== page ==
2022 saw a perfect storm for sustainability21 Jan 2023
A new year is always a good time to look back at the year past and reflect on the year to come. We’ve rounded up some of the most consequential sustainability related events that defined 2022. In our next post, we will look at what 2023 will bring.
Sustainability made waves in 2022. Climate change went mainstream; the seriousness of climate change seemed to finally ‘click’ for the collective consciousness – and biodiversity and ecosystem loss also burst on the scene.
A slew of significant regulations and policies related to climate were announced throughout the year culminating in COP27, along with the launching of high-profile climate and nature standards.
We can’t fit it everything that transpired in the 2022 climate space, so here’s a snapshot:
A 2022 summary wouldn’t be complete without mentioning the weather
- Climate change has caused extreme weather events to increase in severity and frequency. In 2022, much of the globe suffered through heatwaves, droughts, or floods.
- 2022 was the hottest year on record since 1884 and the hottest year ever for ocean temperatures.
- Western US experienced the worst drought in 12 centuries, and Europe had its hottest summer ever, with temperatures increasing by more than 2x the global average over the past 30 years.
Europe was the sustainability powerhouse, with more stringent regulations coming into play
- EU taxonomy, restrictions on imported products that contributed to deforestation, the CSRD passed, and ESRS, the European Sustainability Reporting Standards, were updated and approved – “sustainability reporting is now on equal footing with financial reporting.”
- UK’s FCA (Financial Conduct Authority) set out to address greenwashing with their SDR proposal for financial products.
- On climate risk, the European Central Bank’s first climate stress test showed banks face a potential €70 billion hit from climate-related events. ECB indicated that 60% of banks do not have a climate stress test framework and most lenders do not include climate risk in their credit-risk models.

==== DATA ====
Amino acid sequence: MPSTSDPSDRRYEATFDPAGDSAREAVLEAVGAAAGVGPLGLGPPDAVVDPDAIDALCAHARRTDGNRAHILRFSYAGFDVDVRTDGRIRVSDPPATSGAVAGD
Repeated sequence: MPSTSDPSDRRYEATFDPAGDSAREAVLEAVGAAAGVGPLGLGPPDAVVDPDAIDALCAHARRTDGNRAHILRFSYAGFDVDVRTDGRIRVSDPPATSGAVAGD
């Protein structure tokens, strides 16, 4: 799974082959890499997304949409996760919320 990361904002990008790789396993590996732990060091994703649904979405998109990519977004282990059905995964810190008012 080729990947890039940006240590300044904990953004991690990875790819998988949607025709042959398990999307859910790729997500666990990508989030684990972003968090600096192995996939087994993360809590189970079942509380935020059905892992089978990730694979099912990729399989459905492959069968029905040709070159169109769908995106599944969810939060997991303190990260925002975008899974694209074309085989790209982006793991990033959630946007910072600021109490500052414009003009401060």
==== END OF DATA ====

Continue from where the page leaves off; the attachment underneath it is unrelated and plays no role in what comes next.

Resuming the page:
The US got on board
- Over in the US the SEC proposal on climate disclosure requirements created a stir, as did the Inflation Reduction Act which, in part, strives to reduce carbon emissions by 40% by 2030.
- Less stirring, but very important, the US announced it is finally playing catch-up to the UK and EU by announcing a new draft National Strategy to account for natural resources in economic decisions through natural capital accounting.
- The US government also announced a proposed rule requiring major Federal contractors to publicly disclose their greenhouse gas emissions and climate-related financial risks and set science-based emissions reduction targets.
There was a lot of movement in the standards and disclosures space
- ISSB released exposure drafts related to sustainability IFRS S1 – General Requirements and IFRS S2 – Climate-related Disclosures.
- ISO released net-zero guidance.
- The GHG Protocol released Land Sector and Removals Guidance.
- SBTi released Forest, Land and Agriculture (FLAG) guidance for land-intensive sectors.
- GRI released the first global Biodiversity Standard.
Say no to Greenwashing, embrace climate accountability
- Both carbon offsets and net-zero had a lot of criticism directed at them. The efficacy of offsets was called into question, with critics pointing to projects that have little to zero impact.
- Net-zero was criticized, in part, because many companies set net zero targets without adequately reducing their emissions, relying on offsets to reduce their carbon footprint. Hence the standard setter, ISO, launching net-zero guidelines.
Become nature positive
- Nature was a big deal for climate in 2022. Discussions on the inextricable relationship between climate and nature seemed to explode on the climate stage during the latter part of the year.
- The Climate COP27 had a tremendous focus on nature and was followed a few weeks later by the Biodiversity COP15.
- At the Climate COP27, ‘Nature-based solutions’ (NBS) saw a lot of play
- At COP15, a global framework to reverse nature loss was agreed upon. Negotiations were intense, but the framework aims to protect 30% of the earth’s ecosystems by 2030.
Disclose nature-related risk
- On the nature and biodiversity disclosure/standards front, the Taskforce on Nature-related Financial Disclosures (TNFD) released three versions of its beta framework on nature risk.
- GRI released an updated Biodiversity Standard.
- ISSB announced biodiversity will be incorporated into their upcoming climate reporting rule.
- CDP included biodiversity related questions in its 2022 questionnaire and announced it is looking at covering and expanded range of issues including oceans, land use, food production and waste.
- Science-Based Targets Network sought public comment on its draft V1 guidance for companies to set science-based targets for nature in advance of guidance set to be released in 2023.
Can the focus hold? In our next post, we’ll look at what 2023 has in store for sustainability.
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